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Index: Notes & Comment

Basil Bunting.

Anthony Howell: ‘Gone are the mannerisms of Bunting’s apprenticeship: the phrases reminiscent of the way Pound might conclude a snide portrait in Personae, the fusions of word with word that works for Gerald Manley Hopkins but not for the aspiring Northumbrian. Bunting denigrates form in the poem – harking back to an earlier versification crying/before the rules made poetry a pedant’s game – but his poem is nevertheless very finely crafted. The stone-mason’s chisel is a leitmotif accentuating this; indeed, the work, which Bunting describes as an autobiography, continually contrasts a sense of crafting with the sweetness of love-making. ‘

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Quixote on the Brooklyn Bridge.

Nigel Wheale: ‘”10:04″ is an advance on “Leaving the Atocha Station”, you might say, even though the first novel was already brilliantly original, smart in the same vein as its successor; the interposed graphic moments seem more nuanced, less blatant kinds of intervention, in the second book. I admire these novels so much because they seem to be making a new kind of factual fiction, poetic narrative, but as always, they are a part of some larger wave.’

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England as a pelting farm.

A Fortnightly Review of Labour’s Identity Crisis: England and the Politics of Patriotism Tristram Hunt MP, Editor University of Winchester, 2016 | 85pp | available online [gratis pdf download] By MICHAEL BLACKBURN. HAVING SPENT YEARS profiting from its promotion of identity politics the Labour Party at the last election eventually found itself hoist by the […]

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The far side of Farage.

A Fortnightly Review of Enemy of the State by Tommy Robinson The Press News Ltd., 2016 | 344 pp | £15.00 $9.99 By MICHAEL BLACKBURN. PERHAPS NOBODY’S NAME evokes so much self-righteous shuddering among the bien pensants of Britain than Tommy Robinson’s — not even that of Nigel Farage. They’re both routinely labelled right wing, […]

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Refer Madness.

Robert McHenry: ‘It is perhaps telling…that in his prologue to the book Lynch uses the words “information” and “knowledge” an equal number of times, but when, in the epilogue, he turns to Google and Wikipedia, he writes “information” twelve times and “knowledge” not once.’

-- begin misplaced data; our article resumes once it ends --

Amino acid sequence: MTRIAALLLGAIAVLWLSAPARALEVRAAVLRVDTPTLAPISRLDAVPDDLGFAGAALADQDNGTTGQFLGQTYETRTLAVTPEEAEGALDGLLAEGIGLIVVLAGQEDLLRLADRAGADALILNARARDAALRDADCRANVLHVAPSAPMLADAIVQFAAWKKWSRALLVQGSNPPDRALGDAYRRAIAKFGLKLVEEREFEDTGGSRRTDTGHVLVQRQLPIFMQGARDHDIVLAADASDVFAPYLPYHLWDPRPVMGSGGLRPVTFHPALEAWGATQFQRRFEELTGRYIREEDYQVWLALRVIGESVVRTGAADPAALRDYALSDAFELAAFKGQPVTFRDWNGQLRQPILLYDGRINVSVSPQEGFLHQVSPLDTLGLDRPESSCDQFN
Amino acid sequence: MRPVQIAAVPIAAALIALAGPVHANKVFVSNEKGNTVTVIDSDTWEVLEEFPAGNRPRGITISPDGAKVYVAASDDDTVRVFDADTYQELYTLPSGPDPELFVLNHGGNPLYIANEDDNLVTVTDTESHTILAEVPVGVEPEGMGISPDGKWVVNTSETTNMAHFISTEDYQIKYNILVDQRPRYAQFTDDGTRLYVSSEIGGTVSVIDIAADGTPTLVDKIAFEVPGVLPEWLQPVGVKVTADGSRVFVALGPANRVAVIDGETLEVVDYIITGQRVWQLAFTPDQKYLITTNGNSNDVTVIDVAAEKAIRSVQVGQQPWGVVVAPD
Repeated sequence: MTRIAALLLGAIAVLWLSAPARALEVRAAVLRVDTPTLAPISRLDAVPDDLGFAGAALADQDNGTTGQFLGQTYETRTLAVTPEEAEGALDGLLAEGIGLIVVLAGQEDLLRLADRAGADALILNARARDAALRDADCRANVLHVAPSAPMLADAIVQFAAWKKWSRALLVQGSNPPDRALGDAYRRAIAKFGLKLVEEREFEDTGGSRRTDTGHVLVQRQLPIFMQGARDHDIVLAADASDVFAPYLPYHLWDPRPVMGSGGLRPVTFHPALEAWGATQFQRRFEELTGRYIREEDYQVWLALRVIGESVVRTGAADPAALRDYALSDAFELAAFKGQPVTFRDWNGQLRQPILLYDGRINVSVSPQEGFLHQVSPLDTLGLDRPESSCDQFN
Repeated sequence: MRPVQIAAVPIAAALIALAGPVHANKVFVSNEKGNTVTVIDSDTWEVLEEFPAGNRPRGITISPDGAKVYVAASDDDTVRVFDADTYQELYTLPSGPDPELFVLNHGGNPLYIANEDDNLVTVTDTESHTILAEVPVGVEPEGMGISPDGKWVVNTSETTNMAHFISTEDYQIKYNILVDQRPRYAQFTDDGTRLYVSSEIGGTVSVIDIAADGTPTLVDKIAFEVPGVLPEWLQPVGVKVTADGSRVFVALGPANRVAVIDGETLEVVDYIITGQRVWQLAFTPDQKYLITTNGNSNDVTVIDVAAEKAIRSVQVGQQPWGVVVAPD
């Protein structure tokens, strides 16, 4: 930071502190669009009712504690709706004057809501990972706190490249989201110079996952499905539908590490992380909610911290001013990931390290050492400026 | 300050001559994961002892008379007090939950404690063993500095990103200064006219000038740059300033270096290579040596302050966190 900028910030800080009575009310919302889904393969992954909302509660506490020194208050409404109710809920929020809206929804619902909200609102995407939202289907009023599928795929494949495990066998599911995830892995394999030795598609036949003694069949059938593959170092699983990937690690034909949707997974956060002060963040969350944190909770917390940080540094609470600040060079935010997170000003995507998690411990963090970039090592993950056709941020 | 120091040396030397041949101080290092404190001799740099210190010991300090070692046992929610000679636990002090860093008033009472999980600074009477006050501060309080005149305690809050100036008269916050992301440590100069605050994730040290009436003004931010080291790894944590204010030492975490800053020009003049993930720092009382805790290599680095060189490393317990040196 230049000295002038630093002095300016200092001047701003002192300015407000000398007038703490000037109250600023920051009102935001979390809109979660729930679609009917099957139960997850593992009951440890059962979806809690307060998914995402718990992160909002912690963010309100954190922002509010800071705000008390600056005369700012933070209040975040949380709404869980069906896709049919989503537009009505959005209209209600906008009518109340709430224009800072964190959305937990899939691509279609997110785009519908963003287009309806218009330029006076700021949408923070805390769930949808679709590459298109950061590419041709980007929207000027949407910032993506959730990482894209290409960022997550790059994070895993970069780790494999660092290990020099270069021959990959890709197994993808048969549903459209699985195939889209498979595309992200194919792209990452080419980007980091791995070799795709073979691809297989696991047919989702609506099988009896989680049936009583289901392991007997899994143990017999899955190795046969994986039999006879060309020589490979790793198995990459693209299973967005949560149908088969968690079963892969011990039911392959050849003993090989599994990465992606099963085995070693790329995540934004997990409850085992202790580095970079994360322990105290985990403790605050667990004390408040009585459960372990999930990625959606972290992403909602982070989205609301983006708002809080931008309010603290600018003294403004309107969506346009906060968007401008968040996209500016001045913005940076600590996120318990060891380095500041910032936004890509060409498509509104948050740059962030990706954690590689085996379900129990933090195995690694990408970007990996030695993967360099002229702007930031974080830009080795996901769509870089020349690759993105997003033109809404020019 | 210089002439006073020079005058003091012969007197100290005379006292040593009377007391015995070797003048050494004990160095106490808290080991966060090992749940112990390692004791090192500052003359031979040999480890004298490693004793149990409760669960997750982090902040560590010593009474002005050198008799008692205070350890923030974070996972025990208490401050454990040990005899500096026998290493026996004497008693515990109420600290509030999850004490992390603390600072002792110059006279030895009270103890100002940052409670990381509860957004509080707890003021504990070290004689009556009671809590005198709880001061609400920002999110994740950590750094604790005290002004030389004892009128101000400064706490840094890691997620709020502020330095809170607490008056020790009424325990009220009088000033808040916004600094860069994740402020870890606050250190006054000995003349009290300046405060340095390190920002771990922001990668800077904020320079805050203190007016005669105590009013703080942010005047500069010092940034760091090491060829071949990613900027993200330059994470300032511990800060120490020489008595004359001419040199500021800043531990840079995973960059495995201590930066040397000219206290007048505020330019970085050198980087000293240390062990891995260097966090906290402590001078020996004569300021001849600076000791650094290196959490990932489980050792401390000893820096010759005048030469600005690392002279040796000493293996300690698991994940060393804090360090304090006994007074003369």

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Peter Lanyon’s ‘Soaring Flight’.

David Nowell Smith: ‘Lanyon took advantage of a different sensation of speed, a different view of earth and sky, so as to blend the layering and juxtaposition of perspective so prevalent in these early works with a reimmersion in sensual experience. The drama of the gliding paintings lies in the encounter of a finite, frail body with the multiplication of perspectives, of intimacy with power.’

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Scruton and ‘the nonsense machine’.

Michael Blackburn: ‘It’s a compliment to the quality of Scruton’s writing that he makes this journey through the execrable inanities of modern leftism enjoyable, informative and often amusing. He’s happy to be vitriolic. I like his spearing of Eagleton, for instance, who passes “all art and literature through the grievance mangle, so as to squeeze out the juice of dominance,” which is reminiscent of Harold Bloom’s description of the leftist literary project as “the School of Resentment”.’

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With Warhol on the move.

Charles Plymell: ‘One can learn more about the aesthetic of the movement of the age and its art from this book than from all the museum tracts and critical treatments, more about its neuromorphic seeds, its painting, its poetry (of the MacLeish dictum “doesn’t have to mean but be”) than from all the modern art history books. Symbol becomes icon, icon becomes symbol. ‘

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Translating André du Bouchet.